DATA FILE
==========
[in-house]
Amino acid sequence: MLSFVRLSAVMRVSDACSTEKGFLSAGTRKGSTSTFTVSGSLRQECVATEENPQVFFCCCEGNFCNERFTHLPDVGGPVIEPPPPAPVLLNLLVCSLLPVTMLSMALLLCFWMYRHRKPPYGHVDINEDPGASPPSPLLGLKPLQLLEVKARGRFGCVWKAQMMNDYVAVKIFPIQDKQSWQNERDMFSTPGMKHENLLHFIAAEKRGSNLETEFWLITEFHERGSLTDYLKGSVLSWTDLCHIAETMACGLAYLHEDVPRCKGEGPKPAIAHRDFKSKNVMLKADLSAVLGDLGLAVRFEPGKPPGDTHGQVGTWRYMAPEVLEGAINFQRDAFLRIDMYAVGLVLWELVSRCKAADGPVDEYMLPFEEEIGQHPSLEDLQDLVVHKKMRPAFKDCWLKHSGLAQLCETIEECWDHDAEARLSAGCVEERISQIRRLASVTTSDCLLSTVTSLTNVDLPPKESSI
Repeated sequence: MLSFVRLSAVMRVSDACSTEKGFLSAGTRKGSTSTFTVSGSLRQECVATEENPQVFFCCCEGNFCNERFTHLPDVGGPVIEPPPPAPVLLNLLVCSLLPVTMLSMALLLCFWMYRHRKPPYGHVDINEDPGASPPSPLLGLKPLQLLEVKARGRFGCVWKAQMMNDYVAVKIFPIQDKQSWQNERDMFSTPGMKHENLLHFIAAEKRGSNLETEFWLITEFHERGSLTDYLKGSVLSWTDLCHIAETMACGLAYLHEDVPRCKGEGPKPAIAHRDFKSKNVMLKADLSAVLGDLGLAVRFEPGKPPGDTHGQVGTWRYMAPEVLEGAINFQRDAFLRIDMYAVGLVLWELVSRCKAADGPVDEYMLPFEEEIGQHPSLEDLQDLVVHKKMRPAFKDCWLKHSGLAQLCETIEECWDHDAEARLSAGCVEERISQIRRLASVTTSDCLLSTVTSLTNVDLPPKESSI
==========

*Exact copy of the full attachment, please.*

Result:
[in-house]
Amino acid sequence: MLSFVRLSAVMRVSDACSTEKGFLSAGTRKGSTSTFTVSGSLRQECVATEENPQVFFCCCEGNFCNERFTHLPDVGGPVIEPPPPAPVLLNLLVCSLLPVTMLSMALLLCFWMYRHRKPPYGHVDINEDPGASPPSPLLGLKPLQLLEVKARGRFGCVWKAQMMNDYVAVKIFPIQDKQSWQNERDMFSTPGMKHENLLHFIAAEKRGSNLETEFWLITEFHERGSLTDYLKGSVLSWTDLCHIAETMACGLAYLHEDVPRCKGEGPKPAIAHRDFKSKNVMLKADLSAVLGDLGLAVRFEPGKPPGDTHGQVGTWRYMAPEVLEGAINFQRDAFLRIDMYAVGLVLWELVSRCKAADGPVDEYMLPFEEEIGQHPSLEDLQDLVVHKKMRPAFKDCWLKHSGLAQLCETIEECWDHDAEARLSAGCVEERISQIRRLASVTTSDCLLSTVTSLTNVDLPPKESSI
Repeated sequence: MLSFVRLSAVMRVSDACSTEKGFLSAGTRKGSTSTFTVSGSLRQECVATEENPQVFFCCCEGNFCNERFTHLPDVGGPVIEPPPPAPVLLNLLVCSLLPVTMLSMALLLCFWMYRHRKPPYGHVDINEDPGASPPSPLLGLKPLQLLEVKARGRFGCVWKAQMMNDYVAVKIFPIQDKQSWQNERDMFSTPGMKHENLLHFIAAEKRGSNLETEFWLITEFHERGSLTDYLKGSVLSWTDLCHIAETMACGLAYLHEDVPRCKGEGPKPAIAHRDFKSKNVMLKADLSAVLGDLGLAVRFEPGKPPGDTHGQVGTWRYMAPEVLEGAINFQRDAFLRIDMYAVGLVLWELVSRCKAADGPVDEYMLPFEEEIGQHPSLEDLQDLVVHKKMRPAFKDCWLKHSGLAQLCETIEECWDHDAEARLSAGCVEERISQIRRLASVTTSDCLLSTVTSLTNVDLPPKESSI